Director: Robert Aldrich
Stars: Ralph Meeker (Mike Hammer), Cloris Leachman (Christina Bailey), Maxine Cooper (Velda Wickman), Albert Dekker (Dr G. E. Soberin), Fortunio Bonanova (Carmen Trivago), Paul Stewart (Carl Evello), Marian Carr (Friday).
Genre: Film Noir
Well, what a nasty piece of work this is. Deliciously so. Based on Mickey Spillane’s bestseller, Robert Aldrich’s film of Kiss Me Deadly may have come late in the cycle of film noir, but is one of the genre’s key movies, and one of the darkest, most misanthropic you could hope to find.
Right off the bat we’re in deeply inhospitable territory. It opens with one of the most unusual and harrowing credit crawls ever to announce a movie. A barefoot and tormented woman, Christina, runs along a highway at night. She is panting, desperate. She is nearly run over by private eye Mike Hammer, who snarlingly offers her a ride and the credits roll… down the screen. The thick white letters are nearly blinding against the dim background of Hammer driving, but it’s the soundtrack that’s unsettling. Nat King Cole sings quietly on the radio, but higher up in the mix are Christina’s pitiful sobs. There’s little else to distract you from her trauma. It’s the first indication that Kiss Me Deadly isn’t about to give you an easy ride.
Hammer, as portrayed by Ralph Meeker, is about as hard-boiled an anti-hero as you can find. He’s tough, confident, unapologetically mean. A realist. A square-faced American tough guy. As Christina notes, “You’re the kind of person who never gives in a relationship.” Throughout he is brutish, sadistic even. It’s fortunate (crucial even) that Hammer is also strangely sympathetic for his honesty, admirable for his pursuit of the truth in a world that’s actively hiding it. Without it we might never have the will to follow him through the movie. His sheer belligerence and hostile determination inspires our faith.
When they’re run off the road by unseen thugs Hammer is dazed, and, in a truly unsettling sequence, Christina is molested (it is suggested sexually). She is murdered and Hammer wakes up in the hospital. In part because he is haunted by Christina, in part because – despite himself – he can’t let such a crime go unpunished, Hammer pursues the truth to the bitter, twisted, nay apocalyptic end.
Along the way Kiss Me Deadly ticks all the boxes classic film noir should. Tough talk, oddball sidekicks (Hammer’s lively mechanic Nick), wise guy heavies and a vulnerable but untrustworthy femme fatale. There’s even room for the doting, under-appreciated partner in Velda, played brilliantly by Maxine Cooper ( “Stay away from the windows, somebody might blow you a kiss”). Aldrich has all the genre staples he needs and quickly blends them to create a heady atmosphere of paranoia and menace. Kiss Me Deadly feels hot and sleazy. The very finest pulp fiction.
No one character here feels altruistic. Everyone has something they want. A motive or desire, even if it’s just to quiet the ghosts in their head. Even the mortician is on the make. Kiss Me Deadly feels like a caustic reflection of the American dream; do what you gotta to get what you want. Set in sun-bleached Los Angeles, Aldrich paints a portrait of a city that runs – and thrives – on ambition and selfishness, from the sweaty downtown boxing gyms to the glamorous art-deco hillside mansions.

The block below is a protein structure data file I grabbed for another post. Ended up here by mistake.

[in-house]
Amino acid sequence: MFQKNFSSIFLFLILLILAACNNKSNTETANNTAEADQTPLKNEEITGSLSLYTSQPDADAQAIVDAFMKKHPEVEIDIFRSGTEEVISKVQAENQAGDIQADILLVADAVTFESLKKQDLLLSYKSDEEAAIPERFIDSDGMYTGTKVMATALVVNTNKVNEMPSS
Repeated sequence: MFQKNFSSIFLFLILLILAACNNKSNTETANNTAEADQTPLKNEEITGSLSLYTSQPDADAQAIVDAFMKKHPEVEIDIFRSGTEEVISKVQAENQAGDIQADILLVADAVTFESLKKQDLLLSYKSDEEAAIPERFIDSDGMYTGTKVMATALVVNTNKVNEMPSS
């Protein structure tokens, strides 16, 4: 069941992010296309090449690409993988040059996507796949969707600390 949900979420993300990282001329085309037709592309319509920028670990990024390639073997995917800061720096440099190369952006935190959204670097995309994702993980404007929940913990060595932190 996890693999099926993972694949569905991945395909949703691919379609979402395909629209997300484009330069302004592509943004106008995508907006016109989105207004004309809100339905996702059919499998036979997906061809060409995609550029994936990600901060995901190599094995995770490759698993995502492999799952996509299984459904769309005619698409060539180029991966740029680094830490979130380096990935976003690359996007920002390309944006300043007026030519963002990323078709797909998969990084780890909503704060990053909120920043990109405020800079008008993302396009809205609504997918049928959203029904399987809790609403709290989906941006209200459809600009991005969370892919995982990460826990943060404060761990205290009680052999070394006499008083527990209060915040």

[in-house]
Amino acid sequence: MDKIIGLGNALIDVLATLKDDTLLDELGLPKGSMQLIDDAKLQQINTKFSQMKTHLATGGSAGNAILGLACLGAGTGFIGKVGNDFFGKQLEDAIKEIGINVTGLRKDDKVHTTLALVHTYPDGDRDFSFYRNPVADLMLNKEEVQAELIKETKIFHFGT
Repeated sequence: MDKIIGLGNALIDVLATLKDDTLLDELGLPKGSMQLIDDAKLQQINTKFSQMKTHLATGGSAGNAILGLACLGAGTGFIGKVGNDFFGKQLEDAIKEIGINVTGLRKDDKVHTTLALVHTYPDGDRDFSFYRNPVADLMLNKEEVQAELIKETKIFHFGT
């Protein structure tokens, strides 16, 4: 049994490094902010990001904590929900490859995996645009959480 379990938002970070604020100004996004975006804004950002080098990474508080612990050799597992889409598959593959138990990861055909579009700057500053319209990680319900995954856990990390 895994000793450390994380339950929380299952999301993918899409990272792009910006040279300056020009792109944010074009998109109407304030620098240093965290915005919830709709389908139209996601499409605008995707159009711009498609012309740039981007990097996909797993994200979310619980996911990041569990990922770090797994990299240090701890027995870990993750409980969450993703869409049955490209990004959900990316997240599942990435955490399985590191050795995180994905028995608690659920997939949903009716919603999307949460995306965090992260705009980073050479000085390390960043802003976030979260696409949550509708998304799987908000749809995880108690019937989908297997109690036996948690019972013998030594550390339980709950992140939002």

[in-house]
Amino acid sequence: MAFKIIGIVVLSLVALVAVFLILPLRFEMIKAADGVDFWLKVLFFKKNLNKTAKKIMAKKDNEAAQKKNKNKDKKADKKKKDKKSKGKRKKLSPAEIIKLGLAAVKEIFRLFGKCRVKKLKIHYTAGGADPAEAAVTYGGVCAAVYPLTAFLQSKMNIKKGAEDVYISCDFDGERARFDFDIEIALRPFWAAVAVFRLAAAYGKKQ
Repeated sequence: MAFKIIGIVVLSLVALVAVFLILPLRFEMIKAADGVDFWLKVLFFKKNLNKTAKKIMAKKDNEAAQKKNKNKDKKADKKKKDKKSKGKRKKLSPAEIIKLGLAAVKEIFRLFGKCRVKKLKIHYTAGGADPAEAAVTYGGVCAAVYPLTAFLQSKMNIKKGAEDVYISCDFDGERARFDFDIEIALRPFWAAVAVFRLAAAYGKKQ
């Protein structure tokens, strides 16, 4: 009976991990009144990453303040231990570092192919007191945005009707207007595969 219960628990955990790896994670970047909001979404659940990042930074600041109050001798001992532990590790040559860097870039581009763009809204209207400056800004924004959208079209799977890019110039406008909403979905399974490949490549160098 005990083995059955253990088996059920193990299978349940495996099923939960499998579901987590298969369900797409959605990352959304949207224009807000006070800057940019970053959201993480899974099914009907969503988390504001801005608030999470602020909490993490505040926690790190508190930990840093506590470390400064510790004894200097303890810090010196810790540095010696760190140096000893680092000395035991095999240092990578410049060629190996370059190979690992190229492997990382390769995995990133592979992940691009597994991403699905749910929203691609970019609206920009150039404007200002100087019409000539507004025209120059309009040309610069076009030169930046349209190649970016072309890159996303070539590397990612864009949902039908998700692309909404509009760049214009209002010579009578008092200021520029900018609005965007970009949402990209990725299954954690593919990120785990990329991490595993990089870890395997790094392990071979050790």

Aside from its tough take on a tough genre, Kiss Me Deadly stands apart from its peers through the unusual ambition of the plot as it makes its final turns, defining itself firmly in the atomic 50s as opposed to the genre classics of the war-time 40s. Aldrich’s ace is that his movie mutates from film noir to pot-boiled espionage thriller with an almost sci-fi flavour. It’s eventual what’s-in-the-box mystery culminating in an unforgettable conclusion. It feels contemporary for its time, as opposed to a love letter to the decade before. Just as the nuclear threat was permeating the horror B-movie, so its radioactive tendrils sought to change the temperature of film noir.
The finale, which I’m struggling not to spoil for anyone not familiar with it, echoes down cinema history to this day. Deleted scenes from Paul Thomas Anderson’s The Master include what appears to be a direct homage of Kiss Me Deadly‘s dastardly reveal.
Watching Kiss Me Deadly now is a pleasure because it has that transporting effect of all successfully atmospheric cinema. It builds a world and draws you in to it. It’s sinfully enjoyable to walk in the shoes of Mike Hammer, stalking through a mystery with bullish confidence. To live in Aldrich’s world would be a fearful, nihilistic experience, but to watch it is a joy. A slick fiction that’s at once classy and seedy. It’s most recent contemporary might be Nicolas Winding Refn’s Drive. They’re different films to be sure, but they feel connected through tone. How graceful the dark can be.
And what lingers long after is the bitter taste of a dark world revealed. Christina’s haunting cries in the dark of Mike Hammer’s car at the beginning. Another woman’s dramatically lit face screaming at the end. Sandwiched between are a carnival of heavies and dames. Kiss Me Deadly looks fabulous, too. Ernest Laszlo’s stark black and white images are vital to Aldrich’s film, as integral as the moves of Spilane’s story or the memorable performances.
It all adds up to a classic film. The plot might be appropriately labyrinthine, but it’s as simple as that.